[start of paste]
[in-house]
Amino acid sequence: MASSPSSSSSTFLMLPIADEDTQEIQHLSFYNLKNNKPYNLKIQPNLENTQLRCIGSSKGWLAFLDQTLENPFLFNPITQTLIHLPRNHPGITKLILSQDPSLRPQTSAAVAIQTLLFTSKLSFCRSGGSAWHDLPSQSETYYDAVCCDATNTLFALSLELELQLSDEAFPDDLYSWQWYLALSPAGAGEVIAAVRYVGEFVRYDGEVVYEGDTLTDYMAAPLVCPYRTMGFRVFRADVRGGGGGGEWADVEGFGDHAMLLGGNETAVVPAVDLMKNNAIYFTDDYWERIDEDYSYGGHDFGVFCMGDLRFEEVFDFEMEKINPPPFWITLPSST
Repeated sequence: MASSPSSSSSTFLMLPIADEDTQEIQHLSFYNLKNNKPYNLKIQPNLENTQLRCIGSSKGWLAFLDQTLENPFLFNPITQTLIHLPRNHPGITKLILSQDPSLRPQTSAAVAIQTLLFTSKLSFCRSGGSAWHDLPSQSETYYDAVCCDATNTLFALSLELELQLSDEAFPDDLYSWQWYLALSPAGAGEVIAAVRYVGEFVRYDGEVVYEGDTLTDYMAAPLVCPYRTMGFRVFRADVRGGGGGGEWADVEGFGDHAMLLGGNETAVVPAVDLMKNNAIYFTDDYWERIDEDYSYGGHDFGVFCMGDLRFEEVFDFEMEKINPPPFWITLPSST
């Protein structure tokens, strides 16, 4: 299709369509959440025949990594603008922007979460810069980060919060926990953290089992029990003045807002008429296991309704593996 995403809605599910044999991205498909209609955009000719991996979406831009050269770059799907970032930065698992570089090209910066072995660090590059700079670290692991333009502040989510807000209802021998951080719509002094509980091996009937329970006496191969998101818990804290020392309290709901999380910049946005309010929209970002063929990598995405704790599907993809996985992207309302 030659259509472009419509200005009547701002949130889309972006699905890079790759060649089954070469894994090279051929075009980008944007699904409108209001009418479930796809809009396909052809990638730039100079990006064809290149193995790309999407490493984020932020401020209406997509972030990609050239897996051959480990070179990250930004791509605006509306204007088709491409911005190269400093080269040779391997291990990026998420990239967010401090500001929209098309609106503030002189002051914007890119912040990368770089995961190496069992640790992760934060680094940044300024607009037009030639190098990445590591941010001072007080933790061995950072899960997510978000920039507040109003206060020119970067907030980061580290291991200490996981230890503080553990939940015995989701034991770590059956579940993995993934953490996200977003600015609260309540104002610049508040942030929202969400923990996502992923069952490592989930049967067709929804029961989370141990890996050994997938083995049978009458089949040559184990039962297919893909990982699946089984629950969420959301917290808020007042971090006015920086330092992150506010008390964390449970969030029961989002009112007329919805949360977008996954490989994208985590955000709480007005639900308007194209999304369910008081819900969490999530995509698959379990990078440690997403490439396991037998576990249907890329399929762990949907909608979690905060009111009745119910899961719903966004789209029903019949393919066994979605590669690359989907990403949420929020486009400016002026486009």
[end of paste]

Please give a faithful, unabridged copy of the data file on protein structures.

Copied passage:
[in-house]
Amino acid sequence: MASSPSSSSSTFLMLPIADEDTQEIQHLSFYNLKNNKPYNLKIQPNLENTQLRCIGSSKGWLAFLDQTLENPFLFNPITQTLIHLPRNHPGITKLILSQDPSLRPQTSAAVAIQTLLFTSKLSFCRSGGSAWHDLPSQSETYYDAVCCDATNTLFALSLELELQLSDEAFPDDLYSWQWYLALSPAGAGEVIAAVRYVGEFVRYDGEVVYEGDTLTDYMAAPLVCPYRTMGFRVFRADVRGGGGGGEWADVEGFGDHAMLLGGNETAVVPAVDLMKNNAIYFTDDYWERIDEDYSYGGHDFGVFCMGDLRFEEVFDFEMEKINPPPFWITLPSST
Repeated sequence: MASSPSSSSSTFLMLPIADEDTQEIQHLSFYNLKNNKPYNLKIQPNLENTQLRCIGSSKGWLAFLDQTLENPFLFNPITQTLIHLPRNHPGITKLILSQDPSLRPQTSAAVAIQTLLFTSKLSFCRSGGSAWHDLPSQSETYYDAVCCDATNTLFALSLELELQLSDEAFPDDLYSWQWYLALSPAGAGEVIAAVRYVGEFVRYDGEVVYEGDTLTDYMAAPLVCPYRTMGFRVFRADVRGGGGGGEWADVEGFGDHAMLLGGNETAVVPAVDLMKNNAIYFTDDYWERIDEDYSYGGHDFGVFCMGDLRFEEVFDFEMEKINPPPFWITLPSST
């Protein structure tokens, strides 16, 4: 299709369509959440025949990594603008922007979460810069980060919060926990953290089992029990003045807002008429296991309704593996 995403809605599910044999991205498909209609955009000719991996979406831009050269770059799907970032930065698992570089090209910066072995660090590059700079670290692991333009502040989510807000209802021998951080719509002094509980091996009937329970006496191969998101818990804290020392309290709901999380910049946005309010929209970002063929990598995405704790599907993809996985992207309302 030659259509472009419509200005009547701002949130889309972006699905890079790759060649089954070469894994090279051929075009980008944007699904409108209001009418479930796809809009396909052809990638730039100079990006064809290149193995790309999407490493984020932020401020209406997509972030990609050239897996051959480990070179990250930004791509605006509306204007088709491409911005190269400093080269040779391997291990990026998420990239967010401090500001929209098309609106503030002189002051914007890119912040990368770089995961190496069992640790992760934060680094940044300024607009037009030639190098990445590591941010001072007080933790061995950072899960997510978000920039507040109003206060020119970067907030980061580290291991200490996981230890503080553990939940015995989701034991770590059956579940993995993934953490996200977003600015609260309540104002610049508040942030929202969400923990996502992923069952490592989930049967067709929804029961989370141990890996050994997938083995049978009458089949040559184990039962297919893909990982699946089984629950969420959301917290808020007042971090006015920086330092992150506010008390964390449970969030029961989002009112007329919805949360977008996954490989994208985590955000709480007005639900308007194209999304369910008081819900969490999530995509698959379990990078440690997403490439396991037998576990249907890329399929762990949907909608979690905060009111009745119910899961719903966004789209029903019949393919066994979605590669690359989907990403949420929020486009400016002026486009």